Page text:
Expired listings occur when the term of the agreement between the listing broker and the seller expires. There is no “standard” for how long listing agreements must be, but many listing brokers will ask for longer terms when the market is soft.
Tarrant County Expired Listings Q2 2007: 4,913
Tarrant County Expired Listings Q2 2010: 3,283
Percentage change: -33%
While the volume of listings has declined in Tarrant County, so has the number of expired listings.
NEW LISTINGS BY QUARTER
The number of new listings by quarter shows how many new sellers are listing their homes on the market versus just the number of active listings. As the economy has weakened, more
Tarrant County New Listings Q2 2007: 12,410
Tarrant County New Listings Q2 2010: 9,319
Percentage Change: -25%
The number of new listings in Tarrant County has declined significantly over the last three years. When compared to the number of listings by quarter (all listings, not just new), the percentage decline is almost the same. The number of new listings has declined for a number of reasons, which include the fact that many homeowners may be underwater or simply don’t have enough equity to sell their homes, plus the fact that many people who purchased homes during the middle of the decade may no longer qualify for the tighter mortgage guidelines in today’s market. There’s little question that many people will be owning their homes for a longer period of time than in previous years.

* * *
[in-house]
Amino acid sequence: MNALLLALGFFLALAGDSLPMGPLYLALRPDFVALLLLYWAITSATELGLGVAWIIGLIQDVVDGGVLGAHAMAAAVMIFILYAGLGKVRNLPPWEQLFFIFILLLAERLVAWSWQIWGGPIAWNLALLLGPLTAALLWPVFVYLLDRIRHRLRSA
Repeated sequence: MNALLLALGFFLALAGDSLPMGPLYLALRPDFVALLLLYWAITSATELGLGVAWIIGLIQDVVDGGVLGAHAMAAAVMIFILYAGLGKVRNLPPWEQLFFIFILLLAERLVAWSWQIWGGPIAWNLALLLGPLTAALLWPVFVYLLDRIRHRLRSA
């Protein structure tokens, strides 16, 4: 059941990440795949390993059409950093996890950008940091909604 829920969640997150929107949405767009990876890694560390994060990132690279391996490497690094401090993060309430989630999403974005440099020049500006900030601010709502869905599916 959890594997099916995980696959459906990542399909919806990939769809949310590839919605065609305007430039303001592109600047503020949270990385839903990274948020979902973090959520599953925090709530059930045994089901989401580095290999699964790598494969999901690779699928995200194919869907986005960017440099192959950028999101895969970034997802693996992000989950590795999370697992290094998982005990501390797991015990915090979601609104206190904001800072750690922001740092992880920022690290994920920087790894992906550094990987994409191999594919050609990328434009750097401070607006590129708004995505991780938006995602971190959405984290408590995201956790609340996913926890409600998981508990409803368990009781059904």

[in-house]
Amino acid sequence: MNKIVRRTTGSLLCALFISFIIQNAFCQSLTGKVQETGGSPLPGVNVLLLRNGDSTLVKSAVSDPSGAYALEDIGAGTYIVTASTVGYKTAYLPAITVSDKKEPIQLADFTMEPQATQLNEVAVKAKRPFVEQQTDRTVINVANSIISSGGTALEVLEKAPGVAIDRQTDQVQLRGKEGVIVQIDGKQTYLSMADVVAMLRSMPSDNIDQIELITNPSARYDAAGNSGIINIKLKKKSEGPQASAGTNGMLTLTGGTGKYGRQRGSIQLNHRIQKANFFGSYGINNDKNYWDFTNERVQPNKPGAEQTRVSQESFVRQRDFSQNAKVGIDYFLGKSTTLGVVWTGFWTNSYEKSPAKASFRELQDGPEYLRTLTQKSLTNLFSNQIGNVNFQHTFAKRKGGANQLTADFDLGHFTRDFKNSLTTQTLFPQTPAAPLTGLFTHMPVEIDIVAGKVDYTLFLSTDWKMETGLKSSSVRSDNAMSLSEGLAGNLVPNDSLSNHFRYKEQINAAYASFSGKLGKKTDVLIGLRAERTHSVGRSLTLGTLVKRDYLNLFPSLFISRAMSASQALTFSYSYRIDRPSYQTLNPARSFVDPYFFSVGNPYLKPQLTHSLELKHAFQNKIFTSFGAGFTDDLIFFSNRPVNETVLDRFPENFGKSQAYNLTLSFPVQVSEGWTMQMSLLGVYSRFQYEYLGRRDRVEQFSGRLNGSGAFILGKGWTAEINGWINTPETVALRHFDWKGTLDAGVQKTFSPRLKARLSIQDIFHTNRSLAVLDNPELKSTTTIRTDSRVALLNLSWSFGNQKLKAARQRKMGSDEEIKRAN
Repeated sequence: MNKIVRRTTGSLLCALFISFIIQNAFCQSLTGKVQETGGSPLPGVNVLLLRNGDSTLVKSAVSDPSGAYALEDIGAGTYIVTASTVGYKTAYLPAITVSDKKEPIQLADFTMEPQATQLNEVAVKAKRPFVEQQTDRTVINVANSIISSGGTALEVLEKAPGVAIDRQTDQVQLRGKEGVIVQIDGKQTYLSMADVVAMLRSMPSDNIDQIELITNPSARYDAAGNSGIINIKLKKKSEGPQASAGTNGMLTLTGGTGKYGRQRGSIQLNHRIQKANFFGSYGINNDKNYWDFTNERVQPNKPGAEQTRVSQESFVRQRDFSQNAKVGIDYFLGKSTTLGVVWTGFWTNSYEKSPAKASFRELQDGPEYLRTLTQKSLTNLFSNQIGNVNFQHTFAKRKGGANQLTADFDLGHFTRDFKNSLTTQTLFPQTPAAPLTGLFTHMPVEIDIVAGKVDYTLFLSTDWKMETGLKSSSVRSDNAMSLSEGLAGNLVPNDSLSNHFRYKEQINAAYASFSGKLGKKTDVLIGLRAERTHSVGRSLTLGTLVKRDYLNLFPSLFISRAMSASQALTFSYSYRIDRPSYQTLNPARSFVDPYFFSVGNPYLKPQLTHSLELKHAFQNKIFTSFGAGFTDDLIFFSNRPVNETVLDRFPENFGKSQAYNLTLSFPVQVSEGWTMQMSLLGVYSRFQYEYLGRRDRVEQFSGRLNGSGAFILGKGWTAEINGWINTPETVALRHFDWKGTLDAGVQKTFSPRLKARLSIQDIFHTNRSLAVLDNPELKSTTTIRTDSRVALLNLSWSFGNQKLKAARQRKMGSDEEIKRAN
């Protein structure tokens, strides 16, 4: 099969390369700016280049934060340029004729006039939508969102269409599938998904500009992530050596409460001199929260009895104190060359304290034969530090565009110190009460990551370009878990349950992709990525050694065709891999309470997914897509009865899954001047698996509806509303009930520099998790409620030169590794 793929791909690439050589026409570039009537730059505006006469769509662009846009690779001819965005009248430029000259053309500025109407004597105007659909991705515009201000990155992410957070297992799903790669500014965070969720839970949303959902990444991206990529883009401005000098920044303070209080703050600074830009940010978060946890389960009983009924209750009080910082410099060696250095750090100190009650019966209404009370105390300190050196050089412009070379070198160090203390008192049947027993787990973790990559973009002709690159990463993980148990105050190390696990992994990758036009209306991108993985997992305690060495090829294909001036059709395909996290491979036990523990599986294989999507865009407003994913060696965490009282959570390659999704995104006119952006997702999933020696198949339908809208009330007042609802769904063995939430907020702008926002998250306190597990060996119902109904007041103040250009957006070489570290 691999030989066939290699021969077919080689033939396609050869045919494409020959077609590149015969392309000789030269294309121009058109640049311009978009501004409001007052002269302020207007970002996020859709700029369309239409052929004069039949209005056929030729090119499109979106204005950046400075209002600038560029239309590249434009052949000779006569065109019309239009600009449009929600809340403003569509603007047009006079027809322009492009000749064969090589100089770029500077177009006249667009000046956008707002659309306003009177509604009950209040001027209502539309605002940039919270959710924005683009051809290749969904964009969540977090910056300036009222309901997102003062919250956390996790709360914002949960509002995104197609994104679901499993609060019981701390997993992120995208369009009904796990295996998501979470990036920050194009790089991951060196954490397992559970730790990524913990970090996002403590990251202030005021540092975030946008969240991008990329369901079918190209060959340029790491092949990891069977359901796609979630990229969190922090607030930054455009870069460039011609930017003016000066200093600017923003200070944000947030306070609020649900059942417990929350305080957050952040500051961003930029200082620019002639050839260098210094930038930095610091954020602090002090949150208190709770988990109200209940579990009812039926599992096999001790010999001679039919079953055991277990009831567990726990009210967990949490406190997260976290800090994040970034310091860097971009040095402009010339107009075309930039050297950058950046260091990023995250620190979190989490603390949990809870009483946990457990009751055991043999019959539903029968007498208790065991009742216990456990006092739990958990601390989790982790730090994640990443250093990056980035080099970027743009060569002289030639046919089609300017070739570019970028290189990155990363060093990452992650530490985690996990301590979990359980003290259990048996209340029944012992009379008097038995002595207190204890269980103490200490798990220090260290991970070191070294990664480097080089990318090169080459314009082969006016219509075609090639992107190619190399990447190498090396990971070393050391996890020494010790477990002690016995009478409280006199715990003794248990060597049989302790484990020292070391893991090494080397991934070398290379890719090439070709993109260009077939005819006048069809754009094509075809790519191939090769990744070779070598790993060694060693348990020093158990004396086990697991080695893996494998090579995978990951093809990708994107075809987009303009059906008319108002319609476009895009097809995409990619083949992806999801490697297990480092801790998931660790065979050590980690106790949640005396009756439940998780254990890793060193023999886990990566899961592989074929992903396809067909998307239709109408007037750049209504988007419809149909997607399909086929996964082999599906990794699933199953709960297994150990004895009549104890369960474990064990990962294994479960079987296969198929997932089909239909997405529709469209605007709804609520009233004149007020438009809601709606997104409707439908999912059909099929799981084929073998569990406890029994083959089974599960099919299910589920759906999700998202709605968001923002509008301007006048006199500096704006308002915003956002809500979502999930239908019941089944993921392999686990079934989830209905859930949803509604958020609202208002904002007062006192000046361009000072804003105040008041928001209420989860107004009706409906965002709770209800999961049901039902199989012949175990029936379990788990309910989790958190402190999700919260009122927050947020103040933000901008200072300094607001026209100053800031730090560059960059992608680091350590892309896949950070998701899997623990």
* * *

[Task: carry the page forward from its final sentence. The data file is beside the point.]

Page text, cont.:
SOLD PROPERTIES BY QUARTER
The number of actual home sales has also declined by a significant number over the last three years, but surprisingly, this has not resulted in a decline in the median home sales price. This is likely because the decrease in the supply of homes on the market has kept up pace with the decrease in demand as shown in the previous chart.
Tarrant County Sold Properties Q2 2007: 7,064
Tarrant County Sold Properties Q2 2010: 5,583
Percentage Change: -21%
The number of sold properties has declined by 21%, which is very close to the reduction in the number of active listings and new listings as well. The fact that the supply of homes on the market has declined by an amount similar to the decrease in demand has helped keep prices in Tarrant County stable.
PENDING HOME SALES
Pending home sales are the number of actual executed contracts where the buyer has completed their option period. Not all pending home sales will result in closed transactions since fallouts may occur for many reasons.
- Tarrant County Pending Home Sales Q2 2007: 7,002
- Tarrant County Pending Home Sales Q2 2010: 4,971
- Change: -2,031
- Percentage Change: -29%
- Pending home sales have declined by 29% over the last three years, which is in line with the number of sold properties. Pending home sales tend to lag behind closed transactions by 30-60 days, depending on many factors. The longer it takes to close transactions, the longer the lagging period will be. One surprising piece of this data is the fact that pending home sales in the second quarter of 2010 were basically the same as the first quarter of 2010, but the number of closed transactions in the second quarter was much higher than the first quarter. This likely shows that many people went under contract in the first quarter of 2010 but didn’t close until the second quarter because of the homebuyer tax credits.